Docket Nos. 56443, 56829.
December 27, 1979.
Appeal from Superior Court of Los Angeles County, Nos. C186854, C186855, Raymond Cardenas and Earl F. Riley, Judges.
Danning, Gill, Michaelson Gould, David Gould and Richard K. Diamond for Defendants and Appellants.
Buchalter, Nemer, Fields, Chrystie Younger and Jay R. Ziegler for Plaintiffs and Respondents.
(1) (See fn. 1.) These consolidated appeals by defendants, Marvin and Helane Short and Howard and Rosalind Gold, are from partial summary judgments on the first cause of action in the respective complaints of plaintiffs, James Talcott, Inc. and M. Varela, in the total amounts of $104,613.43 and $245,246.03. The appeals lie. (Code Civ. Proc., § 437c)
The first total includes a principal amount of $87,718.99, and awards of interest totaling $12,094.44, and of attorneys' fees in the amount of $4,800. The second judgment contains corresponding amounts of $209,170.47, $31,375.56 and $4,700. The total actually specified in the first judgment of $147,813.43 is arithmetically incorrect.
On motion of the two plaintiffs in the trial court, the first causes of action in the respective complaints were severed from the second, third and fourth causes of action therein and then the two cases were consolidated for all purposes.
A separate summary judgment is expressly authorized by Code of Civil Procedure, section 437c, under appropriate circumstances. Such circumstances exist in this case because the first causes of action in the two complaints relate to indebtedness arising from the written guarantees of certain individual defendants, while the remaining causes of action in both complaints are concerned with alleged fraudulent conveyances of the guarantors' assets, and thus are totally "independent." (Cf. Schonfeld v. City of Vallejo (1975) 50 Cal.App.3d 401, 418-419 [ 123 Cal.Rptr. 669] .)
Defendants, Short and Gold, contend that the summary judgments under appeal constitute an abuse of discretion because they were unable to resist them without waiving their constitutional privilege against self-incrimination. We reject this contention and intend to affirm these judgments for reasons that follow.
At all times material to this litigation plaintiff Talcott was a factor which purchased by assignment accounts receivable of four specified suppliers of Helane of California, Inc. totaling $87,718.99. Similarly plaintiff Varela is the assignee for collection of Chemical Bank, a factor, which purchased the accounts receivable of four specified suppliers of Helane totaling $209,170.47. In October 1976 Helane became insolvent. Some nine months previously the four individual defendants, Short and Gold, executed, for valuable consideration, and delivered to Talcott a written guarantee of all sums due from Helane to Talcott. Similarly, in March 1972, the same four defendants, for valuable consideration, executed and delivered to Chemical a written guarantee of all sums due from Helane to Chemical.
On January 18, 1977, the two plaintiffs filed their separate actions against, among others, these same four defendants. Both cases came to issue the following month. The next month (March 1977) the local federal grand jury apparently began a criminal investigation of the business activities of the aforementioned four defendants and Helane, among others, and caused to be delivered into its custody extensive business records of these individuals and this corporation. These same business records were apparently also relevant to this litigation.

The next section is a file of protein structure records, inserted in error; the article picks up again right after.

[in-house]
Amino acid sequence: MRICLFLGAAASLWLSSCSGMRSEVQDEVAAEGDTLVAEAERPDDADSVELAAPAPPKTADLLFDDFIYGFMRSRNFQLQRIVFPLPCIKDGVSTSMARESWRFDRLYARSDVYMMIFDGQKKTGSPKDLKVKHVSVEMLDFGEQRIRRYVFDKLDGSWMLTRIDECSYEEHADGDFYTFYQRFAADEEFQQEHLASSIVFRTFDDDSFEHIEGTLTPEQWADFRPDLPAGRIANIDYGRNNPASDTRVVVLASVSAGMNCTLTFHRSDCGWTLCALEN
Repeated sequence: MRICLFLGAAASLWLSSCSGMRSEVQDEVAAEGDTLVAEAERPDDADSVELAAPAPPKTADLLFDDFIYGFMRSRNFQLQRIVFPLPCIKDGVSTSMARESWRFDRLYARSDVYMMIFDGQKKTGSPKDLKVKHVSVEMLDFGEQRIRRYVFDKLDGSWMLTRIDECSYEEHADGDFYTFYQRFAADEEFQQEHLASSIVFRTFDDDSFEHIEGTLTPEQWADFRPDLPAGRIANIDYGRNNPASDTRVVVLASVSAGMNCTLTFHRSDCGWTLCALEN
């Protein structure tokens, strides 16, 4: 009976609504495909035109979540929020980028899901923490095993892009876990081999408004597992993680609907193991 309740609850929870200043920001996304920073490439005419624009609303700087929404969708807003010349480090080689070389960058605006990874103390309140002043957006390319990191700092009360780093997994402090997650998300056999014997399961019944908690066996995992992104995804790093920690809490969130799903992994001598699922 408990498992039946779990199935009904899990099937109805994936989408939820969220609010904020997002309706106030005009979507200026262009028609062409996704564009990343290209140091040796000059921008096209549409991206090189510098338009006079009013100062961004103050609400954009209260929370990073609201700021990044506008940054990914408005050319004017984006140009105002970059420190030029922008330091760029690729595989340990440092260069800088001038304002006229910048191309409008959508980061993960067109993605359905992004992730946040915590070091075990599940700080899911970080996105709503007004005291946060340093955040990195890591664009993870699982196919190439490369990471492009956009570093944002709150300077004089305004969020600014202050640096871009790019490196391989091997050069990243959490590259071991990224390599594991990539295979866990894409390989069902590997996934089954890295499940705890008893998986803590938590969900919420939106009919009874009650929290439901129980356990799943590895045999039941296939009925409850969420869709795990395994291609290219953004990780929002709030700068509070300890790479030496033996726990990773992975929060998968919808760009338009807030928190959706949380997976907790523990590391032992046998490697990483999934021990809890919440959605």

Both plaintiffs herein in April 1977 promptly initiated discovery against defendants Short and Gold by requesting certain admissions of them and by serving upon them an interrogatory. These defendants thereupon moved, pursuant to Code of Civil Procedure section 2019, subdivision (b)(1), for a protective order against essentially all discovery on the ground that such discovery would violate their constitutional privilege against self-incrimination. The protective order was denied. These defendants then objected one-by-one generally to plaintiffs' subsequent specific interrogatories and requests for admissions on the ground that the matter sought fell within their constitutional privilege against self-incrimination and their statutory spousal confidential communication privilege as well. These objections were upheld on July 7, 1977, following a hearing thereon.
Their counsel had previously sought unsuccessfully to obtain from plaintiffs' counsel stipulations against plaintiffs proceeding with their discovery.
Plaintiffs then chose the partial summary judgment route. In November 1977 plaintiff Talcott, and in January 1978 plaintiff Varela, moved for an order specifying certain specific issues to be without substantial controversy. The four Short and Gold defendants resisted these motions on the basis that in order to defeat them at least one of these defendants would have to testify by affidavit or in person about matters which were still within the scope of the federal criminal investigation and that business records needed for such an effort were still in federal custody. Nevertheless the trial court, on December 9, 1977, granted the motion of plaintiff Talcott as to the existence of the aforementioned indebtedness to it. The similar motion of plaintiff Varela was, however, argued and continued twice before being granted only in part on April 27, 1978. Generally, it was then granted as to the existence of the indebtedness, but not as to the execution of the written individual guarantees.